Warehouse with boxes on shelves receding

 

With all the different products you need to stock and ecommerce needs you’re expected to handle, it’s no surprise when a warehouse starts to run out of room.

But what’s just as common, but still surprising, is when warehouses have excess, unused space to work with. Due to a number of factors, a lot of warehouses can find themselves stuck with empty space that they’re unable to use as effectively as they’d like, and as a result it goes unused.

Hitting a little close to home? In this article, we’ll explore a few common reasons for unused warehouse space and what you can do to prevent anything from going to waste.

 

The Space: Vertical Storage Space

The Cause: Vertical room is one of the most contentious areas in warehousing. A lot of warehouses try to keep items as easy to access as possible by keeping them lower to the ground and ready to retrieve from warehouse shelves, but in doing so they find themselves needing to use up more floor space and installing shelves throughout the warehouse.

The Solution: By going taller with all your shelves, you can free up a lot of room elsewhere in the building and make things a little more efficient. This does require a bit of planning and foresight—while you obviously want to keep your best-selling or most frequently-needed items on the bottom shelves where your workers can most easily get to them, you’ll want to take time and figure out what can go on the higher shelves—backstock, overstock, clearanced items, seasonal goods that won’t move too quickly in the coming months, and anything due to be shipped back to the manufacturer are all prime candidates for this shelving method.

 

The Space: Empty Air

The Cause: Similarly, there’s a lot of areas that could be turned into easy storage space simply by looking up. Most areas have ample vertical space that isn’t being used for storage simply because it isn’t too close to your current pallet racks or shelving, but can work very well as extra storage when needed.

The Solution: Look up into areas that have a lot of vertical space and aren’t already being used to store something. For example, a lot of warehouses turn to installing very tall pallet racks or shelving over the docking bay doors to their shipping/receiving areas and using it for overflow storage of items they don’t need to pick as often. Similarly, warehouse mezzanines allow you to add extra floor space up above the rest of the warehouse for items that don’t easily fit elsewhere, all while barely impacting the floorspace you already have.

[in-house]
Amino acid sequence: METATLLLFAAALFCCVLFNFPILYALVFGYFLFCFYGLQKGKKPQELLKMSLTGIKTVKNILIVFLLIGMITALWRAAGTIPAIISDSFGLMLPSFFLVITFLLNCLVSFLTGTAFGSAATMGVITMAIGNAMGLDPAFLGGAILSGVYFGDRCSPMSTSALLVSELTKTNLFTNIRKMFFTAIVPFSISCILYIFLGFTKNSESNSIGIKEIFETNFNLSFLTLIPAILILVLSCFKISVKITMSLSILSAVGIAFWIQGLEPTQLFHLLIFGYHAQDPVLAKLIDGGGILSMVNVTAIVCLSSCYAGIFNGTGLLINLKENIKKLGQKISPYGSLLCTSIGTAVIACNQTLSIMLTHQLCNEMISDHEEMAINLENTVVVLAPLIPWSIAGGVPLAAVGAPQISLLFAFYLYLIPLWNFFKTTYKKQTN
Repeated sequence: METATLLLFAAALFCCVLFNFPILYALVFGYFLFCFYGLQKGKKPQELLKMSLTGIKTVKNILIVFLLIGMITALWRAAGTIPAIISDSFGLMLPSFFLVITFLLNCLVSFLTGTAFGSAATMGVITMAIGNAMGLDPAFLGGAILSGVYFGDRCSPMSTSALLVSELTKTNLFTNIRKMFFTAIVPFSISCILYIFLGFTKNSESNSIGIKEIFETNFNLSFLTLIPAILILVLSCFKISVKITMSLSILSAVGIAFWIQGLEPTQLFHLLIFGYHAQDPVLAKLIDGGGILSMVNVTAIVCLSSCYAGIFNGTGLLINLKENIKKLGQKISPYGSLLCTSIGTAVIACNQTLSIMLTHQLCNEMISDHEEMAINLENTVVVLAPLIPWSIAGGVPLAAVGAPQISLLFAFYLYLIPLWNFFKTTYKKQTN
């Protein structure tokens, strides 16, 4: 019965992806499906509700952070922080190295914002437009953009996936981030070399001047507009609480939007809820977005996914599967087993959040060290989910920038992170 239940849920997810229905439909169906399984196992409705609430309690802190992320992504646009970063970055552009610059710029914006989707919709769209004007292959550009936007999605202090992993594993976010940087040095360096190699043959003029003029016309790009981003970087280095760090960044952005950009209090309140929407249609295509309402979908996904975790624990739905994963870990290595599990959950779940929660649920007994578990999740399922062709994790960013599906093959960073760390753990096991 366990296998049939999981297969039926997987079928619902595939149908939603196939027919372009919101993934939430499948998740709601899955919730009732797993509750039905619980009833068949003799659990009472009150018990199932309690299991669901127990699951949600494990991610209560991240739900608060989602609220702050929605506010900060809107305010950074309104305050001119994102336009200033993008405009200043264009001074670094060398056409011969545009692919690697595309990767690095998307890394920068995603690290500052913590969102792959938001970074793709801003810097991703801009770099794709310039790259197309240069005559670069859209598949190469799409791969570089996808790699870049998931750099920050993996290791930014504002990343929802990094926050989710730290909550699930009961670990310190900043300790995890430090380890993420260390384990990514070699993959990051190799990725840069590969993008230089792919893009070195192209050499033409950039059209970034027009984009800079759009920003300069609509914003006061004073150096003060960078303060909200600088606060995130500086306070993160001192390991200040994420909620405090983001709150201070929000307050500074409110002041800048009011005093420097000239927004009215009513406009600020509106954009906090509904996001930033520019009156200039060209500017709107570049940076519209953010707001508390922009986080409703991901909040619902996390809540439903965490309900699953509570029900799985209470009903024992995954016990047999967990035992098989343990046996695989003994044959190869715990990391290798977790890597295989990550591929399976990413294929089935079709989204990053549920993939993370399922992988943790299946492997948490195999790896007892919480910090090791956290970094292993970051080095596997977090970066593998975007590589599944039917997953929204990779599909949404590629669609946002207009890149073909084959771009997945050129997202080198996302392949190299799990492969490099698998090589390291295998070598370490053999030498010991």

The Space: Spread-Out Storage Equipment

The Cause: Of course, if you haven’t started compacting your items vertically yet, you might also find yourself overdoing it with shelves. A lot of warehouses, when faced with an excess of inventory, will find themselves turning to extra shelves as the solution. However, if the influx of inventory doesn’t exactly catch up with the addition of new shelves, you could find yourself with empty shelves and small pockets of wasted space.

The Solution: Careful redistribution of inventory can help you better understand what needs to go where, and for how long. Frequent inventory cycles based on popularity of item, current demand, seasonality, and other contributing factors can help you move your items around based upon their need. Once you have a plan on how to relocate your inventory based on need, you should find yourself with much less empty space on your shelves.

 

The Space: Unused Floor Space & Aisleways

The Cause: Understandably, finding the right balance in aisle width can be tricky. There’s always federal and local safety standards to consider, and you need to make sure the aisles are wide enough for everyone to travel efficiently and safely to their destination. However, there’s a balance to be struck, and in a lot of cases making your aisles too wide can reduce your overall usable floor space and stop you from bringing in the shelving or installations you need to store everything you carry.

The Solution: In many cases, your aisle widths can be reduced without impacting safety or travel. Aisle widths should always be dictated by the sort of trucks you use (forklifts, etc) and the widths of the pallets you keep items on, but you may have room to make changes. Assess your current aisleways to see if you have pathways you can narrow; for example, areas with primarily foot traffic and less need for trucks and heavy equipment.

 

The Space: Unoptimized Product Location Slots

The Cause: In a lot of cases, the location of your products is simply being misused and leaving gaps in your pallet racks or causing space to go unfilled due to awkward packaging and pallet sizes.

The Solution: It may require a lot of math and a lot of pallet shuffling, but there’s a lot of value in making sure your pallet slots are optimized properly and not leaving any excess, awkward space. Check to make sure all of your pallets are a uniform size and are always stored with the exact same gaps in between them to reduce wasted space and ideally give you more room for palletized goods overall.

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